#2. The Motion Picture Was Invented on a Bet
Before Thomas Edison or the Brothers Lumiere, the first guy to ever shoot consecutive images and show them in motion was Eadward Muybridge, who called his invention by the slightly less catchy name of zoopraxiscope.
The development of the zoopraxiscope took Muybridge almost 10 years and was delayed by a complicated personal situation (namely his wife being boned by another dude), but his love of science was stronger than any obstacle and he continued trying until he achieved his objective.
The Arbitrary Reasons:
Did we say his love of science? We meant his love of money. Muybridge and his world changing invention were just pawns in a larger, more complex mission to settle what is without question the stupidest bet of all time.
He was employed by Leland Stanford, the former governor of California, who was apparently a very bored man. He was also very rich; a dangerous combination. Leland was a bit of a horse enthusiast and, in 1872, he took part in a high-stakes bet that sought to solve the age-old mystery: Do all the legs of a horse stop touching the ground at some point during a gallop? A firm believer that horses could for one brief instant fly, Leland offered Muybridge $25,000 to prove this to be true. He didn't care how he did it. He just wanted a picture of a floating horse, damn it.
The existence of the bet has been disputed by film historians, but they all agree that Leland did indeed pay a large amount of money to Muybridge to photograph a horse with its hooves in the air. In fact, the whole endeavor seems even more ridiculous and pointless if there was no bet involved.
Leland was so obsessed with finding the answer that, when his inventor Muybridge murdered his wife's lover, he even paid for his legal defense, ensuring that he was acquitted and could get back to the horse photographing.
The World-Changing Consequences:
Muybridge's work turned out to be instrumental to the creation of cinema. He developed a new method of fast photography for the sole purpose of catching a horse mid-gallop, and later set automatic cameras all over the side of a racetrack to capture every stage of the horse's movement. Later, he created the zoopraxiscope so he could project these images in sequence, thereby producing the first ever motion picture.
Around the same time, famed inventor and Cracked arch-enemy Thomas Alva Edison had created the phonograph. When Edison witnessed the zoopraxiscope in action, Muybridge approached him to discuss the possibility of joining their two inventions to make movies with picture and sound (about 40 years before this was actually achieved). Edison said, "No thanks," and then proceeded to copy Muybridge's invention and market it as the much more popular kinetograph.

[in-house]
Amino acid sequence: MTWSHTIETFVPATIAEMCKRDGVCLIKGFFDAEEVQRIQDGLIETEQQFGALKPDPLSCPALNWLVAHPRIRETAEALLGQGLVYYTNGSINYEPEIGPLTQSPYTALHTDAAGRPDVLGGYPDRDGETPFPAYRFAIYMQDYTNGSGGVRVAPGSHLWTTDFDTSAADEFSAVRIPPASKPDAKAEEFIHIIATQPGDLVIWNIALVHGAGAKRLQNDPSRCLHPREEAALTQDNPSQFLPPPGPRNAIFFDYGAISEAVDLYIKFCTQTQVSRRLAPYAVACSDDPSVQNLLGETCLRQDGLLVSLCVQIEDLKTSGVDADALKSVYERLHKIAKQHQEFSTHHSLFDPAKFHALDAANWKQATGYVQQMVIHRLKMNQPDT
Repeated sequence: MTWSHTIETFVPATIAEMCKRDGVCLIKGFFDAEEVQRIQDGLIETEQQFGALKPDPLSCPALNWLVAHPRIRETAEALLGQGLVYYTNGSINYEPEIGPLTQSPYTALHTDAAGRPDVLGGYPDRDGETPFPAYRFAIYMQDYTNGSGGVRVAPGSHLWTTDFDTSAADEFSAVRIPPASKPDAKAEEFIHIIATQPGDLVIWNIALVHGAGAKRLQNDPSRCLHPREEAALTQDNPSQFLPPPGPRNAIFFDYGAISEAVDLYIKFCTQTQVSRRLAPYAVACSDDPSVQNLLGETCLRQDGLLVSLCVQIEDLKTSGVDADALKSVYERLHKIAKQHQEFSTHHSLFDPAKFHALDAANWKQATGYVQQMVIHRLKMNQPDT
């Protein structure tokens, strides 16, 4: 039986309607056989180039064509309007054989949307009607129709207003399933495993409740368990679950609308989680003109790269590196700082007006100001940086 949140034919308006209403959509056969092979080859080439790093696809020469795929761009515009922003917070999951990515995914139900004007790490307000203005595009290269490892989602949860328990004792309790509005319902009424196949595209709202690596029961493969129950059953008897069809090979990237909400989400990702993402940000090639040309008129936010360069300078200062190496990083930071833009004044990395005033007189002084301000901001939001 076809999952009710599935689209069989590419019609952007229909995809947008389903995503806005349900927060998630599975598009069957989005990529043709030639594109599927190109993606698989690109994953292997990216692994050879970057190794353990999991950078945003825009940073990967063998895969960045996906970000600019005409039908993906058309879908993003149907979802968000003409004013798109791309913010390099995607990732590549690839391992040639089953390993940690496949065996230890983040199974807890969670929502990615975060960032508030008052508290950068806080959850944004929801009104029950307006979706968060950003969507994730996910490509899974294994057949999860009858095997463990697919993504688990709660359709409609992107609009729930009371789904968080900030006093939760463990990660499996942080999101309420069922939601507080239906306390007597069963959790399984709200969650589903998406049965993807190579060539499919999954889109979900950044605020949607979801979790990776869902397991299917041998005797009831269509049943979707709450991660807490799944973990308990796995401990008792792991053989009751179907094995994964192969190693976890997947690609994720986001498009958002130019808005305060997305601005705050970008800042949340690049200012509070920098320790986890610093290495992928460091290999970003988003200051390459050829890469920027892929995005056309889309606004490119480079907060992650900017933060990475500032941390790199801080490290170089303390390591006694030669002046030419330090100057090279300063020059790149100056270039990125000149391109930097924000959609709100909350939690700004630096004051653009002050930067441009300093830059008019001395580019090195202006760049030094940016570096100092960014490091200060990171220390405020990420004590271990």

One day we'll get you, Edison. We don't know when or even how, but we will.
#1. Nagasaki Gets the Atomic Bomb Over a Honeymoon
You know the atomic bombings at Hiroshima and Nagasaki ended World War II, but have you ever wondered why those particular cities had to get the A-Bomb treatment? It couldn't have been an easy decision, the lives of hundreds of thousands of civilians hung in the balance.
So a lot of careful consideration must have gone into choosing which cities to bomb... right?
The Arbitrary Reasons:
Well, it's true that they had a detailed report that included a list of five possible targets... which was topped by Kyoto (where the Emperor lived) and on which Nagasaki wasn't even mentioned (go on, Ctrl+F that shit). So why, then, did the U.S. choose not to bomb Kyoto, the greatest strategic target according to the report? Well, because the Secretary of War had spent his honeymoon there.
Secretary of War Henry L. Stimson had admired the city and its culture ever since he visited it with his wife decades earlier. Perhaps if they'd spent more time "honeymooning" in their room rather than sightseeing, he would've been like, "Kyoto? Oh, right... I remember that... , " before grinning wickedly, thrusting his hips forward for the next 20 minutes and then giving the order to bomb it to hell.
Instead, Kyoto was vetoed by Stimson, and the new primary targets became Hiroshima and... Kokura.
Yep, Nagasaki kept getting snubbed, and it would've been saved if the weather in Kokura hadn't been cloudy that day. Due to the clouds the pilot couldn't get a clear view of his target (a factory), so he moved on to Nagasaki and dropped the bomb there.
The World-Changing Consequences:
Did we mention the Emperor lived in Kyoto? You know, the guy who surrendered and ended World War II? It's hard to imagine the military would have surrendered without him seeing as they were so willing to continue fighting that they even tried to overthrow Hirohito when he announced that he planned to surrender. So in other words, all it would have taken to extend the bloodiest war in recent history indefinitely, likely costing millions more casualties on both sides: Stimson and his wife deciding to honeymoon somewhere closer to home, or just having a little better sexual chemistry.Maxwell Yezpitelok lives in Chile, and when he's not being harassed by earthquakes he likes to waste his time writing back to scammers or making stupid comics.
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